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Impact Showcase

Research and innovation in UCD College of Engineering and Architecture delivers important impact – advancing knowledge, supporting enterprise, informing policy, and underpinning the nature and quality of the education we deliver to our students. We recognise that this impact can take many different forms, over different time scales.  The following examples capture and convey samples of the national and global impacts of the research, scholarship and innovation undertaken in the College.

Academic Showcase

Donaghy and DimmondWill Dimond and Marcus Donaghy

When architects Will Dimond and Marcus Donaghy set out to design an extension to The Inchicore Model School in Dublin 8, they faced a series of interesting challenges. How could they take a 19th century building and bring it into the realm of 21st-century education? How could they protect the spirit of the history while ensuring that students would have the space to learn, play and grow? By working with light, space and nature and by considering the needs of students, teachers and the local community the architects refurbished and extended the school with an award-winning design that has enriched the locality.

Read the full case study here:
The Inchicore Model School: a 21st-century design on education

Dr Oliver KinnaneDr. Oliver Kinanne

The built environment accounts for over one-third of the world’s final energy. Traditional building skins, including those of concrete, are often a barrier to energy efficiency. In addition, making concrete, traditionally in high quantities with high levels of cement, results in high carbon emissions.
Dr. Oliver Kinanne and research colleagues Dr. Richard O’Hegarty and Dr. Aidan Reilly at UCD College of Engineering & Architecture are researching and developing new forms of high-performance concretes to create novel, thin, ultra high-strength, thermally superior pre-fabricated skins for buildings, for new and retrofit applications.
Through collaborations with industry and as a principal investigator on the major European project IMPRESS, Dr. Kinnane’s work will make buildings more energy-efficient, more environmentally sustainable and more comfortable for the people within.

You can read the full case study here:
Concrete Solutions for Sustainability in Buildings

Dr Ellen RowleyDr Ellen Rowley

Ellen Rowley is an architectural and cultural historian based in the School of Architecture, APEP, UCD. She is a writer and teacher, currently curating Belfield 50, a celebration of UCD’s 1960s and 1970s campus. Ellen mostly writes about twentieth-century Irish architecture, as a type of social history. Her books include 'Housing, Architecture + the Edge Condition' (2019) and 'More Than Concrete Blocks' (edited, 2016 + 2019), as well as (as co-editor) 'Architecture 1600–2000, Art + Architecture of Ireland, Volume IV' (2014). This history is pioneering and so, she admits, there are mistakes. In 2017, Ellen was awarded Honorary Membership of the Royal Institute of Architects of Ireland, for services to Irish architecture.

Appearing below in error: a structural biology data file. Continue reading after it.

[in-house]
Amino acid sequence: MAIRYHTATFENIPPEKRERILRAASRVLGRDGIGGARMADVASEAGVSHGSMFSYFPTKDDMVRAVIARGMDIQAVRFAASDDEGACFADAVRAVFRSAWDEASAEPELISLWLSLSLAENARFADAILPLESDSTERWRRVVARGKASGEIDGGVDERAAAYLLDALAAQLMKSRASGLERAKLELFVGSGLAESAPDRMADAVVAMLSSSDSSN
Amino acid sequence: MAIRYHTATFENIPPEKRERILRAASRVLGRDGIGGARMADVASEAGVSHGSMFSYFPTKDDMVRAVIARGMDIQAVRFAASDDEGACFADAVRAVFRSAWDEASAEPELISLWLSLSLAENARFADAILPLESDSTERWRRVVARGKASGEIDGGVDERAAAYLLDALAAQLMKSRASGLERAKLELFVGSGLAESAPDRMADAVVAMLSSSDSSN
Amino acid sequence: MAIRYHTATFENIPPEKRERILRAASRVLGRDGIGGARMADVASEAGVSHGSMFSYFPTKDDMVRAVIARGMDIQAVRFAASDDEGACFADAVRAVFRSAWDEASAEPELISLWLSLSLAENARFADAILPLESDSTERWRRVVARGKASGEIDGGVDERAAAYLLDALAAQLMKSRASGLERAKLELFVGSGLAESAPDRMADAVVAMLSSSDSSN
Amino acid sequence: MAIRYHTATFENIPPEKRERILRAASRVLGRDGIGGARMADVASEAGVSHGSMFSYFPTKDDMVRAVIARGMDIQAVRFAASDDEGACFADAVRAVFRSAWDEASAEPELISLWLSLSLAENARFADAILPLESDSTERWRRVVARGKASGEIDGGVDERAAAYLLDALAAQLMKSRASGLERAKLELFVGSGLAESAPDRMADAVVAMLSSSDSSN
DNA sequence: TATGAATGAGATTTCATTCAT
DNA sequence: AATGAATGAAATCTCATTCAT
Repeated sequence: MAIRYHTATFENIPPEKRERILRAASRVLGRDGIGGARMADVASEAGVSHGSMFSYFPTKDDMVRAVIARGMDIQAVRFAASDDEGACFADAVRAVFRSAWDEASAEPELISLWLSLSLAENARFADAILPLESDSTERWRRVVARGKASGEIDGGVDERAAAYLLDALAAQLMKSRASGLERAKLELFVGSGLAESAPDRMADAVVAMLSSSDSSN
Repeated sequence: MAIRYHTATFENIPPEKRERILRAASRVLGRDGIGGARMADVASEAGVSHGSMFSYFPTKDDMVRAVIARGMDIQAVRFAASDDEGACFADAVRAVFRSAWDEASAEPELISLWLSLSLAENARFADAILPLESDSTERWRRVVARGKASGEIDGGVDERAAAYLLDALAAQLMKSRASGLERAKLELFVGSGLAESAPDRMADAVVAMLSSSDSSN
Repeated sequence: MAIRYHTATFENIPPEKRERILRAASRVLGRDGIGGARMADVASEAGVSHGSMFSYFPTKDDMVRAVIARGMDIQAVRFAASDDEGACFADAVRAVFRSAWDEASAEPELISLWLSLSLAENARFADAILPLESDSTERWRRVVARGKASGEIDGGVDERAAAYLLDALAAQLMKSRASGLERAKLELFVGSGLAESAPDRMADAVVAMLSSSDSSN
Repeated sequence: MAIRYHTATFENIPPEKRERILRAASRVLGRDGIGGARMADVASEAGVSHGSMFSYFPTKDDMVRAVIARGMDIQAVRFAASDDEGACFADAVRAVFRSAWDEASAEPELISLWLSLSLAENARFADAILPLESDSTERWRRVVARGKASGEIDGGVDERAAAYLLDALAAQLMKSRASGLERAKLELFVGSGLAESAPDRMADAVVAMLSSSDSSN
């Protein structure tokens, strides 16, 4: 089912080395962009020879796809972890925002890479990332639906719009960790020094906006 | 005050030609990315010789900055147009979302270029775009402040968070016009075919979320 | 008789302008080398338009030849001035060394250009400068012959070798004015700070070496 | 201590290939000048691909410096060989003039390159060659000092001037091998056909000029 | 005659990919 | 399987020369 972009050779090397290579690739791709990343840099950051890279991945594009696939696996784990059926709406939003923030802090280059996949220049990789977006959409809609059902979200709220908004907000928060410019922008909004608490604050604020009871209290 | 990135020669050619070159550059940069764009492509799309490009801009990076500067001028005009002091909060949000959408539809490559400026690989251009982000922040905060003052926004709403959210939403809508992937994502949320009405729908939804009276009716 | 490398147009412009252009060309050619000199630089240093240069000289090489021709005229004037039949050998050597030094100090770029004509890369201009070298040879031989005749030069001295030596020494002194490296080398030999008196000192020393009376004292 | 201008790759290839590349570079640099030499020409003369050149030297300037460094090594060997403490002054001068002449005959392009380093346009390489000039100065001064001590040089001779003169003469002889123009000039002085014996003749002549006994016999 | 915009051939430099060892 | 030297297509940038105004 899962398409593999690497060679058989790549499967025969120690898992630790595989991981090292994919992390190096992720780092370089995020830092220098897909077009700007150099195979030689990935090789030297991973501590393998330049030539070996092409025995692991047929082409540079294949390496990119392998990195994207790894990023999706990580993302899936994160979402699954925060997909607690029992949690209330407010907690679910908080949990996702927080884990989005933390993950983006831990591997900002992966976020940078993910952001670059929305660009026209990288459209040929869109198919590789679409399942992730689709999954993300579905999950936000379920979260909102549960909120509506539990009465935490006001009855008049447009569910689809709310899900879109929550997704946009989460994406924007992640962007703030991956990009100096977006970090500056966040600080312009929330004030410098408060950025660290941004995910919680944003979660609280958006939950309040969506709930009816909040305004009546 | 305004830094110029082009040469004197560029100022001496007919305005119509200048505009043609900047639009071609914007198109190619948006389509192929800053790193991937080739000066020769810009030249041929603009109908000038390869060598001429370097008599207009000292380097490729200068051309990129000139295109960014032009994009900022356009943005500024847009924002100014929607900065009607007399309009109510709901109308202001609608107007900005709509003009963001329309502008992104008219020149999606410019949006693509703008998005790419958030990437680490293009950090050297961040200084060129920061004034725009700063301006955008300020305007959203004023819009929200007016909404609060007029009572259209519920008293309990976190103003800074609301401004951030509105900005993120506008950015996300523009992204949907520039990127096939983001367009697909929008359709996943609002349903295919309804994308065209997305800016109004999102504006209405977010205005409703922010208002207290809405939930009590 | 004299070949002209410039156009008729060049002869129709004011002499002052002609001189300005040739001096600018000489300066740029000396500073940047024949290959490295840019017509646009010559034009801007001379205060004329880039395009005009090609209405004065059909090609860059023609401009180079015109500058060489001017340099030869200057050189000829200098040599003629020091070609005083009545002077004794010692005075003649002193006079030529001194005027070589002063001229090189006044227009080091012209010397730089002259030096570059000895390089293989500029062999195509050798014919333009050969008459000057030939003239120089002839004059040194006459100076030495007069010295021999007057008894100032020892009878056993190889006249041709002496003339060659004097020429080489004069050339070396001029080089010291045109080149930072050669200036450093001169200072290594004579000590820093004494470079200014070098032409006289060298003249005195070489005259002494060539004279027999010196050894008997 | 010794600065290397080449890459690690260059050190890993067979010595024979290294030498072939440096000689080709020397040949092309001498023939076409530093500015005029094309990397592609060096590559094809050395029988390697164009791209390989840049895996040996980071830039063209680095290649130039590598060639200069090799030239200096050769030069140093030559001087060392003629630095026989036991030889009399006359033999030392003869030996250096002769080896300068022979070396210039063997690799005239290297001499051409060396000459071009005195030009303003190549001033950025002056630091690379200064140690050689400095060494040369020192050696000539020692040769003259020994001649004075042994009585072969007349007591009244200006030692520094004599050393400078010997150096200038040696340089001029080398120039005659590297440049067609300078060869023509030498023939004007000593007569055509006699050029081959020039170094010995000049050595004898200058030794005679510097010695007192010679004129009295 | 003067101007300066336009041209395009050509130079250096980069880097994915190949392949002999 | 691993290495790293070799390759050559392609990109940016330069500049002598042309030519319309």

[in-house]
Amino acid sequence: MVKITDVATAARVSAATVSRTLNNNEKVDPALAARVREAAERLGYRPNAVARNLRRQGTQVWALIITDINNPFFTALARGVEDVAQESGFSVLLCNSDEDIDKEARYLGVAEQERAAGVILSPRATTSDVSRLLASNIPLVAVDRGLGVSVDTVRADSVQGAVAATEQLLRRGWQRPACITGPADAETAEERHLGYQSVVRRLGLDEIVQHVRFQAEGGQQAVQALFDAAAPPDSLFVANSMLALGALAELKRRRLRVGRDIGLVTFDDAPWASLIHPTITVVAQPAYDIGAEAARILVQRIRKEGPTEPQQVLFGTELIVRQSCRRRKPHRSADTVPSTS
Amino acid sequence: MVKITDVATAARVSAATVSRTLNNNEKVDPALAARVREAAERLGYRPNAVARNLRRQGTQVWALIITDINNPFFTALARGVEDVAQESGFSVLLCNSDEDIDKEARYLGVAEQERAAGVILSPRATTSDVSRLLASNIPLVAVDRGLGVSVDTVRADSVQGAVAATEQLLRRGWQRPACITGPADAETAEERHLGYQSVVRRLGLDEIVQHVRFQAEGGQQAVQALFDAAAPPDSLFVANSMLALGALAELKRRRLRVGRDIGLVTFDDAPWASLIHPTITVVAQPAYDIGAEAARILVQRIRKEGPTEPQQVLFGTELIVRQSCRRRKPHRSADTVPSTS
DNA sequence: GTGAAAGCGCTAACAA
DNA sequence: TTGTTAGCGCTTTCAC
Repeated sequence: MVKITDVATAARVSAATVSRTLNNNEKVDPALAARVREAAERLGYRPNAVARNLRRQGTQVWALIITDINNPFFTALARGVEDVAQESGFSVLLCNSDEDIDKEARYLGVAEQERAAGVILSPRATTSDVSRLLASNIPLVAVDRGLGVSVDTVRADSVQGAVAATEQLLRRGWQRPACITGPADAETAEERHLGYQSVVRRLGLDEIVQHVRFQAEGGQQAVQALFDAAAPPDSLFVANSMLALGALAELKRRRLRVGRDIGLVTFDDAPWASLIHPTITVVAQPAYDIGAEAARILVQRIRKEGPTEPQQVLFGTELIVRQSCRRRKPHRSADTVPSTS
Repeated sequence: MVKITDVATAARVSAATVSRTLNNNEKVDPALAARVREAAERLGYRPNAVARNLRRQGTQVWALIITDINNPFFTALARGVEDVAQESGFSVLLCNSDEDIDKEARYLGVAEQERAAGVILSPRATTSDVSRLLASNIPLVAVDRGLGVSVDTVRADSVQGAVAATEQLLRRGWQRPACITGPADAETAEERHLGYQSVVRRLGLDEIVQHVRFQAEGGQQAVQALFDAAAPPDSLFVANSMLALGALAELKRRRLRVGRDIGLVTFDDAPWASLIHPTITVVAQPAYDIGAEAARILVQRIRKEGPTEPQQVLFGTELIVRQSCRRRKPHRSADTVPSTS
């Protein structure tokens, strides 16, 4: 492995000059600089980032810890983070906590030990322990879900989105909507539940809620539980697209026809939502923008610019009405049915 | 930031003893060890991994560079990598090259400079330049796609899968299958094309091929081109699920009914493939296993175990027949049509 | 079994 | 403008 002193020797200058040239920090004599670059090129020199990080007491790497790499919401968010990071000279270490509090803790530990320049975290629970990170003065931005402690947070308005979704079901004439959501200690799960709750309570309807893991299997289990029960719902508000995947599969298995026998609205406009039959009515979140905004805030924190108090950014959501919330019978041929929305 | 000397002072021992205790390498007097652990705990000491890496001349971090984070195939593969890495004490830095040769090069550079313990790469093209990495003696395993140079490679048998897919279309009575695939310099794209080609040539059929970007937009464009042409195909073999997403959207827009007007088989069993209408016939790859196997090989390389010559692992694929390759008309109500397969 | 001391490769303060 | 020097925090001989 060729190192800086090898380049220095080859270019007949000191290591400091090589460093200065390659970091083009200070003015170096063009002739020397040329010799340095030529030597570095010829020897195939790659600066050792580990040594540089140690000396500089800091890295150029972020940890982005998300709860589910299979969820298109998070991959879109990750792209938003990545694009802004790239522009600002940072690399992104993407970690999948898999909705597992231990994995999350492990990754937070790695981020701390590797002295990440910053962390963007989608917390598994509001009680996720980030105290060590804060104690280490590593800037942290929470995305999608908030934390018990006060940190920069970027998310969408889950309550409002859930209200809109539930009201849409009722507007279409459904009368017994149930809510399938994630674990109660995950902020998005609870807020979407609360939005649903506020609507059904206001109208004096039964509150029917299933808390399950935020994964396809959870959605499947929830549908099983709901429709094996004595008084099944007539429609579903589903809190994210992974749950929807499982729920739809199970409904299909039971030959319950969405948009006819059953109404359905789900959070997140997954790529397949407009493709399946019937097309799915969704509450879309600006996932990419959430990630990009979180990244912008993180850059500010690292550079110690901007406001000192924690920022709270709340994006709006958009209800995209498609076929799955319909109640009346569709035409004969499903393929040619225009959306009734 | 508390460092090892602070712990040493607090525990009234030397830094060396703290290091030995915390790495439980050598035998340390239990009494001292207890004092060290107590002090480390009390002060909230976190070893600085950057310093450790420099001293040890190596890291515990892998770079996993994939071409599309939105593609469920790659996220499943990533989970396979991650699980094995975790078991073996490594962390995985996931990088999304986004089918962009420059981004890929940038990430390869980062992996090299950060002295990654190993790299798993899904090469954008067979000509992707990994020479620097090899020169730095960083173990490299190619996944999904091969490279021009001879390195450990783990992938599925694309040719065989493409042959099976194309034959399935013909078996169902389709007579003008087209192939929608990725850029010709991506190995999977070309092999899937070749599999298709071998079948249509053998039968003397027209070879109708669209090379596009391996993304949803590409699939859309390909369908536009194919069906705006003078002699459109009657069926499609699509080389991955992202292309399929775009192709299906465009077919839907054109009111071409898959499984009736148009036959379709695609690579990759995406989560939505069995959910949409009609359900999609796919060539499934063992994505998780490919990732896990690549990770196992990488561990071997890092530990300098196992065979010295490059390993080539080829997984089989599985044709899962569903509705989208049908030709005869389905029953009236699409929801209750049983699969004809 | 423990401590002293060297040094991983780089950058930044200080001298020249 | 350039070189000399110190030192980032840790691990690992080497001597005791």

You can find the Davis Now lecture series here:
UCD Davis Now Lectures

Dr Beth ShottonDr. Elizabeth Shotton

The built environment stretches across time. In that time, its materials store ‘embodied’ energy and carbon, some of which help to reduce emissions of carbon to the environment, such as the use of timber. In that time too, materials get broken down by the environment, and in the face of that damage our approaches to remodeling and rebuilding change. Dr Elizabeth Shotton at UCD School of Architecture is looking forward in time at how we can make more environmentally sustainable use of timber in the built environment, and she is looking back at the construction of small harbours in Ireland to both preserve and learn from their history.

Read the full case study here:
Timber and Harbours: Insights into Sustainability in Design & Construction

Professor Madeleine LoweryProfessor Madeleine Lowery

Parkinson’s Disease is a neurodegenerative disease that affects parts of the brain that control the movement of muscles, and can result in the person having ‘shakes’ or tremors and experience difficulty walking and speaking. One treatment for these symptoms is Deep Brain Stimulation (DBS), which implants an electrode into the brain to calm muscle tremors and other motor symptoms.
Professor Madeleine Lowery is using computer models to build a better understanding of how DBS affects brain tissue, how it stimulates the nerves that carry signals to muscles and how it impacts the muscles themselves.  Ultimately the aim is to develop a ‘smart’ Deep Brain Stimulation system that can figure out what the person needs and can automatically deliver the correct level of timely stimulation, thereby reducing symptoms effectively and with longer battery life.

You can read the full case study here:
Engineering a smarter treatment for Parkinson’s disease

Dr Simon KellyDr Simon Kelly